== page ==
In 2003, Dr. Elizabeth McGlynn and her coauthors published a blockbuster study in The New England Journal of Medicine showing that American doctors follow evidence-based guidelines only 54 percent of the time, meaning that when you receive medical treatment there’s a 50/50 chance that the treatment you’re receiving has no scientific validity to it.
The tendency within American medicine to recommend surgeries and other procedures that are not backed by evidence-based practices leads to a lot of unnecessary incisions and health care costs. Nearly two months ago, I blogged about how a large number of stent surgeries are performed in circumstances outside of those recommended by the guidelines.
Now comes new research, published in the Journal of the American Medical Association, showing that twelve percent of balloon angioplasties are performed on patients under circumstances where evidence-based guidelines do not recommend it. In some hospitals, as many as twenty percent of the balloon angioplasties that were performed were outside of the guidelines.
Via Andrew Sullivan, a very interesting pie chart:
It’s from research by economist Aaron Caroll, showing that states that have enacted caps on damages in medical malpractice cases haven’t reaped savings.
This shouldn’t come as any surprise given that all of the costs associated with medical malpractice – from medical bills for the injured to lawyer fees – only add up to 0.5% of our health care spending.
Cutting down on payouts in medical malpractice cases won’t bring down our health care costs. They’ll only guarantee that the taxpayer foots the bill for the injuries, rather than the medical malpractice insurer.
Today’s Los Angeles Times carries an op-ed co-authored by Dr. Lucian Leape of Harvard’s School of Public Health on the topic of resident fatigue.
July marks the month that young doctors begin their residencies at teaching hospitals across the country.
This month also marks the fortieth anniversary of a landmark article published in The New England Journal of Medicine that showed for the first time how much fatigue affects a doctor’s performance. The landmark article showed that sleep-deprived residents made twice as many errors reading electrocardiograms as well-rested residents.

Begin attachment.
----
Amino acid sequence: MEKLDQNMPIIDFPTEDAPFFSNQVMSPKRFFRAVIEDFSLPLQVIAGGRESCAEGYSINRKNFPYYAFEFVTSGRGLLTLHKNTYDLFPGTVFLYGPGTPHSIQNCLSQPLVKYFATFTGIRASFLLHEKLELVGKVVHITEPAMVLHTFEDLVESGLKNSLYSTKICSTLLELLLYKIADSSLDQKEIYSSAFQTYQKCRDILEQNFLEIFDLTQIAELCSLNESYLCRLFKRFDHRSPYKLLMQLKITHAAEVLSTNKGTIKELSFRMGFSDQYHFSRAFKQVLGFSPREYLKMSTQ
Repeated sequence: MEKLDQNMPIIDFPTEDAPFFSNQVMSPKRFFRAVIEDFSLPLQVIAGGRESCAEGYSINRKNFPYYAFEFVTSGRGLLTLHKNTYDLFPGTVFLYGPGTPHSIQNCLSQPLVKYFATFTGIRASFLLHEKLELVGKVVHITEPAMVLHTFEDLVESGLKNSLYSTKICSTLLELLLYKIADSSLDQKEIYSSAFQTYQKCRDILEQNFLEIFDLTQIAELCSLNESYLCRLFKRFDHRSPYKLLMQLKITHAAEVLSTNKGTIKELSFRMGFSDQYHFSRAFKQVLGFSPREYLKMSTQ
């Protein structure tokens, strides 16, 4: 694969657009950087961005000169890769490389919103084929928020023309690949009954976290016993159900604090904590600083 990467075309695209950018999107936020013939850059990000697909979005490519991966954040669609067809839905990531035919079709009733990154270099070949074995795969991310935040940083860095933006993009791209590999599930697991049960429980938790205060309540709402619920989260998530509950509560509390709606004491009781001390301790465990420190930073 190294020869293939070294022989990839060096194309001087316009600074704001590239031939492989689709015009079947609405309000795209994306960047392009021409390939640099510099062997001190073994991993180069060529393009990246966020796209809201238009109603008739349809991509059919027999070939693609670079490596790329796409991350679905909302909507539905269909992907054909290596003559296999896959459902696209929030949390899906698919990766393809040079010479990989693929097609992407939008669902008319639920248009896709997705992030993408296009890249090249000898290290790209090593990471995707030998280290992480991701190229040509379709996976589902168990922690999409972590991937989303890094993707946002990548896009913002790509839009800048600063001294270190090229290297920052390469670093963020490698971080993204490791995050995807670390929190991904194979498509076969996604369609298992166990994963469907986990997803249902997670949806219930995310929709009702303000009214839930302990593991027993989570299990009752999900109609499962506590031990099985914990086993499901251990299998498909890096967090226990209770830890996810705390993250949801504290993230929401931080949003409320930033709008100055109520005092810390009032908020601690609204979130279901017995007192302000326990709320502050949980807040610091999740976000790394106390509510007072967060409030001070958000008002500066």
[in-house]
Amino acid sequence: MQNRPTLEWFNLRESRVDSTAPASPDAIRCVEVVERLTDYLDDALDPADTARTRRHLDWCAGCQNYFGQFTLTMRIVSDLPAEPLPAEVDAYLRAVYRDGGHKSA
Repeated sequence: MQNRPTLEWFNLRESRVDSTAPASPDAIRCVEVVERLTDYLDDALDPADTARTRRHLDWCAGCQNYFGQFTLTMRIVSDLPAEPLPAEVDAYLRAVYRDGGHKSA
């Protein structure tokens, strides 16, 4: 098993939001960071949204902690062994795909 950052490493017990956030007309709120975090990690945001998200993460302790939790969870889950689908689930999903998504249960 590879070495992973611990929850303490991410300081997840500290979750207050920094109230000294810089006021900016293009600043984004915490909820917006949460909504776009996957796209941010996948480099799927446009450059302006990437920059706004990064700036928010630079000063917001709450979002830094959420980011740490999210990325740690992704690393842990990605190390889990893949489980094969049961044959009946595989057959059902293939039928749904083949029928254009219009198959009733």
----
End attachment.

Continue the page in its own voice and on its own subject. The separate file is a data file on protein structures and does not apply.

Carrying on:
Yet despite being aware, for nearly half a century now, that sleep-deprived residents were endangering patients, the medical community has done very little to remedy the problem.
In recent years, first-year residents have had their shifts capped at sixteen hours – a step in accordance with sleep science. But hospitals can force second- and third-year residents to work shifts of up to twenty-eight hours with little or no sleep.
Such policies are contrary to sleep science research, which demonstrates that human performance falls off a cliff after about sixteen hours of wakefulness.
Teaching hospitals, however, continue to have residents work long hours because the low-salaried residents are lucrative cash cows for the hospitals.
For more on this issue, check out last July’s blog post on the “July Effect.”
As reported by The Washington Post, a new report by a hospital accreditation body estimates that so-called wrong site surgeries take place 40 times each week in the nation’s hospitals.
Wrong site surgeries are operations that take place on the wrong part of the body, such as amputations of healthy limbs, back surgeries that are performed on the wrong vertebrae, etc.
Wrong site surgeries are so common in fact that one in four orthopedic surgeons will make a wrong site error in their careers, according to the American Academy of Orthopaedic Surgeons.
The tragedy is that wrong site surgeries are among the most preventable kind of medical malpractice. Pre-surgery “timeouts” where the surgical team reviews the surgery, including surgical site, have been shown to dramatically reduce the incidence of wrong site surgery. In seventy-two percent of wrong site surgeries, the surgical team was found not to have stopped for a timeout.
And yet surgeons are resistant to adopting universal timeouts.
Perhaps surprising to a lot of tort reformers, only one-third of wrong site surgeries result in a medical malpractice claim. In fact, the wrong site involving Dr. Peter Ring of Boston (which we blogged about last year) never resulted in a medical malpractice lawsuit being filed, perhaps because of the conspicuous bravery and honesty of Dr. Ring, who bucked the medical system’s code of silence and used his wrong site surgery as a teachable moment.
As commendable as Dr. Ring’s conduct was, however, we need more than surgeons who are humble enough to publicly acknowledge their errors. We need surgeons who are willing to adopt the proven tactics – such as surgical timeouts and checklists – that can help eradicate wrong site surgeries.
The Massachusetts legislature is weighing a bill that would give patients the right to have their surgery videotaped if they paid for the recording. Hospitals that refused to allow videotaping would face a $10,000 fine.
The bill had a hearing Tuesday before the Public Health Commission.
Personally, I think that in many surgeries the videos would be of little value in proving medical malpractice because so much of surgery requires working in tight confines that cameras can’t peer into.
But the psychological effect of recording may prompt surgeons to be more attentive and courteous, thus contributing to patient safety.